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From free-market zealot to Microsoft policeman

As Capitol Hill's lightning rod for criticism of Microsoft, Sen. Orrin Hatch (R-Utah) seems slightly out of place.

 
CNET News.com Newsmakers
March 18, 1998, Orrin Hatch
From free-market zealot to Microsoft policeman
By Dan Goodin
Staff Writer, CNET NEWS.COM

WASHINGTON--As Capitol Hill's lightning rod for criticism of Microsoft, Sen. Orrin Hatch (R-Utah) seems slightly out of place.

Throughout his four terms, the conservative senator has railed against governmental regulation and sung the praises of an unfettered free market. But Hatch draws the line when it comes to the Redmond, Washington, software giant. An attorney before coming to Washington, Hatch argues that Microsoft "is clearly a monopoly...and will have to learn to live by the rules that govern monopolies," and regularly praises the Justice Department for its ongoing legal action against the company that made "operating system" a household term.

Hatch's activist stance on Microsoft has raised a few grumbles among his fellow Republicans, but so far none loud enough to get much notice. For the most part, few of Hatch's colleagues on either side of the congressional aisle have taken much of a stand on allegations that Microsoft uses anticompetitive measures to promote its products. Their indifference--or perhaps ignorance--has left Hatch, who chairs the powerful Senate Judiciary Committee, front-and-center on the issue of whether Microsoft wields monopolistic power.

The latest round of criticism leveled at Microsoft came at a four-and-a-half-hour hearing held by the Judiciary

Committee, dubbed "Market Power and Structural Change in the Software Industry." The session was attended by chief executives Bill Gates of Microsoft, Scott McNealy of Sun Microsystems, Jim Barksdale of Netscape Communications, and Michael Dell of Dell Computer.

The high-profile hearing drew more cameras than any other event in Senate history. It also came with its share of tense moments. One arose when comments seemed to contradict Dell's assertion that customers can, upon request, purchase computers with Netscape Navigator preinstalled. Another came when Hatch asked Gates repeatedly whether Microsoft in any way restricts its partners from promoting Netscape's products. Gates eventually conceded that, in some circumstances, it does.

CNET's NEWS.COM caught up with Hatch in his Senate office two days after the hearing. Exhausted from all the hubbub, he demonstrated a working knowledge of the software industry, and explained why he is devoting so much energy to policing Microsoft.

NEWS.COM: You're known as a senator who adamantly opposes government regulation of private enterprise. Why are you so supportive of the Justice Department policing Microsoft? Isn't that just another example of burdensome government interference?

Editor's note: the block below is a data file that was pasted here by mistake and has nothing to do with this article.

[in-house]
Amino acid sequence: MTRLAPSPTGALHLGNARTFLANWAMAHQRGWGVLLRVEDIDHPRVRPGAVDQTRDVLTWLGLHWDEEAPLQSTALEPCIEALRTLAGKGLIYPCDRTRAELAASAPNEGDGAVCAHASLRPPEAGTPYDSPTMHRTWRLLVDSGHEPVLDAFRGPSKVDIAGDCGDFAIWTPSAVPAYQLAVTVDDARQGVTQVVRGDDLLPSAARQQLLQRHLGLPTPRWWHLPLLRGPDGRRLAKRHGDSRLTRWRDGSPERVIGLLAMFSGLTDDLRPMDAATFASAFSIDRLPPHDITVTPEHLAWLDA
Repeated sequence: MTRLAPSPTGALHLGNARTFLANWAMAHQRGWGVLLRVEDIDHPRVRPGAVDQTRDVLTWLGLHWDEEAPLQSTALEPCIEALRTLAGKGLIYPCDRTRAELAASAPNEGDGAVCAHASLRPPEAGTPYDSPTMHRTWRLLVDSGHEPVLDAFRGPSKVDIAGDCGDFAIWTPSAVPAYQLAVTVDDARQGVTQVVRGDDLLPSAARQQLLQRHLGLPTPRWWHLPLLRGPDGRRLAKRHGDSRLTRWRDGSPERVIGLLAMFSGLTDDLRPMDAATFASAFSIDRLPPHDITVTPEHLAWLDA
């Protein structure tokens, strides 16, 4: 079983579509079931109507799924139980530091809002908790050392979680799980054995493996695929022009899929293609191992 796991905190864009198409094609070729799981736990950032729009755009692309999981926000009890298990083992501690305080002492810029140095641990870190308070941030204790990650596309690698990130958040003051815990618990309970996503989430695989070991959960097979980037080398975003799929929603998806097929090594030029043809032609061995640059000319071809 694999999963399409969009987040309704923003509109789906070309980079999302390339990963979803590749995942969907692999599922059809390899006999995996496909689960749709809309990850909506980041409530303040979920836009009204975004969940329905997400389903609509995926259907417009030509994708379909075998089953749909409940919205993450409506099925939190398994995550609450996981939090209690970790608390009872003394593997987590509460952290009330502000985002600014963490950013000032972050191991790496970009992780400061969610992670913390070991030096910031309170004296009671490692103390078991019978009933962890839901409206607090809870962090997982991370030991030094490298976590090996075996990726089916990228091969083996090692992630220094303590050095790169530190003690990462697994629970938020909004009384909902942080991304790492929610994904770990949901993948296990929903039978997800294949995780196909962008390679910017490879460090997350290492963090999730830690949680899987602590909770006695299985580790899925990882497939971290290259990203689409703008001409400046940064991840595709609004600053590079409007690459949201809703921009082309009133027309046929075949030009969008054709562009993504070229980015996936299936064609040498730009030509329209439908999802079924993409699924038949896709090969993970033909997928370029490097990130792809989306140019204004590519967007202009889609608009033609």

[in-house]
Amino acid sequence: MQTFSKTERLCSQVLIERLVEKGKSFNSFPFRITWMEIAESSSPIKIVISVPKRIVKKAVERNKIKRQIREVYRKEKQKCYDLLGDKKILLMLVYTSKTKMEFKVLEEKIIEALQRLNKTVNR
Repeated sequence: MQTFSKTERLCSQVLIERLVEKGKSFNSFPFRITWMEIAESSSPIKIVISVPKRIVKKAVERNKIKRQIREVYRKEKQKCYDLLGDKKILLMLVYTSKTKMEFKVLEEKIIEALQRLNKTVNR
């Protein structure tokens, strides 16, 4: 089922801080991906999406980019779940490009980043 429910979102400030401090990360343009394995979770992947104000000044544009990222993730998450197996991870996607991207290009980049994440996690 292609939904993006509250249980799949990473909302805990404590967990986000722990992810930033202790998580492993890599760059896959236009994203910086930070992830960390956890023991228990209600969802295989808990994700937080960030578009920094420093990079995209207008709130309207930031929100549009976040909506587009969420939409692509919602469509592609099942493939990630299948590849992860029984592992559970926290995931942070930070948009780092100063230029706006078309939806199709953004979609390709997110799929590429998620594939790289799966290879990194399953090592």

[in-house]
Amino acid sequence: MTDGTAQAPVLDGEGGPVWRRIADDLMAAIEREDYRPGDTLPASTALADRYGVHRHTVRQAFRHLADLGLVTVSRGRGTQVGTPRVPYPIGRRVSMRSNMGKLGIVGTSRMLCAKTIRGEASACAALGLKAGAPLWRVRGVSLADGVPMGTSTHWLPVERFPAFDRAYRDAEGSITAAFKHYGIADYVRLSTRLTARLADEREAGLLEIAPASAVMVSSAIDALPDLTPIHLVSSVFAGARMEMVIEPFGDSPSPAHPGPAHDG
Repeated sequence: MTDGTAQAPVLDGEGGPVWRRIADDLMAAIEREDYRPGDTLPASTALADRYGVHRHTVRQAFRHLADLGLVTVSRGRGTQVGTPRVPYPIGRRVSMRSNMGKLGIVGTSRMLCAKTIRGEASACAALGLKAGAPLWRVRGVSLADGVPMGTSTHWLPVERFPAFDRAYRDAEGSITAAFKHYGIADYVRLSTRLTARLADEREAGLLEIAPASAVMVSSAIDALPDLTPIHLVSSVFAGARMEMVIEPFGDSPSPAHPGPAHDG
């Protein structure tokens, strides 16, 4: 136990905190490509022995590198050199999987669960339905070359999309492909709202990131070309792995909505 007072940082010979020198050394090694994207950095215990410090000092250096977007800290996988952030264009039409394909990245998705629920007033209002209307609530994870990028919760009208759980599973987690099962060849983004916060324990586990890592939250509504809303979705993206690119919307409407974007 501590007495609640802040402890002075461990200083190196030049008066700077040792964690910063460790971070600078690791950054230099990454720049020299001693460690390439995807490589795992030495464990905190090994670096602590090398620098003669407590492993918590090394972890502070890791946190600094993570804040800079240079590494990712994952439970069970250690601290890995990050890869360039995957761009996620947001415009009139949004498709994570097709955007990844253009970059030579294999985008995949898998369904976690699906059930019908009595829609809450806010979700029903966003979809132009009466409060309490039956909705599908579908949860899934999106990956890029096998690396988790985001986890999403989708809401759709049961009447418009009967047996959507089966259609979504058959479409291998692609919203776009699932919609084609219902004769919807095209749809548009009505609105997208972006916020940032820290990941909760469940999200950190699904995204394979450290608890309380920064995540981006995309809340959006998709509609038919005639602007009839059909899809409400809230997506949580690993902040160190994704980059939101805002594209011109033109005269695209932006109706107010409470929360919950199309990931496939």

HATCH: Well, I don't look at the Justice Department's policing of Microsoft as governmental interference. It's whether or not the antitrust laws should be enforced, and whether or not Microsoft is using its control of the desktop operating system to basically annihilate other companies, or put them out of business, or make it impossible for them to do business--and thus stifle competition, innovation, and continued growth in the industry. I don't think the Justice Department is trying to regulate. I think what they're trying to do is enforce antitrust law.

You've participated in a lot of high-profile Senate hearings during your four terms. I don't believe any of those have delved into the often arcane issues that are raised by antitrust laws or the high-technology industry. Was your committee's hearing historical?
It was historical because this is the first major, major hearing involving actual icons of leadership in the field of intellectual property vis-a-vis the Internet, the whole computer industry, and, of course the dissemination of knowledge through the computer communications devices of the high-technology industry.

What is the most significant thing that came out of the hearing?
Well, first I think that the hearing and our discussion leading up to the hearing directly led to Microsoft's decision to stop limiting Internet service providers from distributing Netscape products. So it was a very, very important hearing from that standpoint. This is a significant development that will return consumer choice.

Also, there were certainly more indications that Americans have a right to have laws enforced, and no 
  one has the right to use predatory conduct or 
  anticompetitive practices. Microsoft has put some form of pressure on computer makers not to offer Netscape as a choice, and we saw some indications of that in Mr. Dell's statement to the country, which was, quite frankly, not very credible given what his salespeople have told us. Even if Mr. Dell concedes that Microsoft has given Dell some incentive to give Internet Explorer an advantage over Netscape, I think his testimony kind of indicated that was true.

I think there was strong testimony to the effect that Microsoft clearly is a monopoly. Now, they have a right to be a monopoly--they earned that right. But they don't have a right to exploit the monopoly to reduce competition or to violate any other aspects of antitrust law. I think that [ New Enterprise Associates venture capitalist Stewart Alsop] put his finger on it when he said that Microsoft got where it is today by being tough and scrappy and exploiting its power to the fullest. But now that they do have a monopoly--and I think almost anybody would conclude that they do--they will need to change this culture to learn how to abide by the established limits on the use of monopoly power.

And what is your particular role, and the role of the Senate Judiciary Committee in general, in helping to enforce these rules that you're saying Microsoft as a monopolist must live by?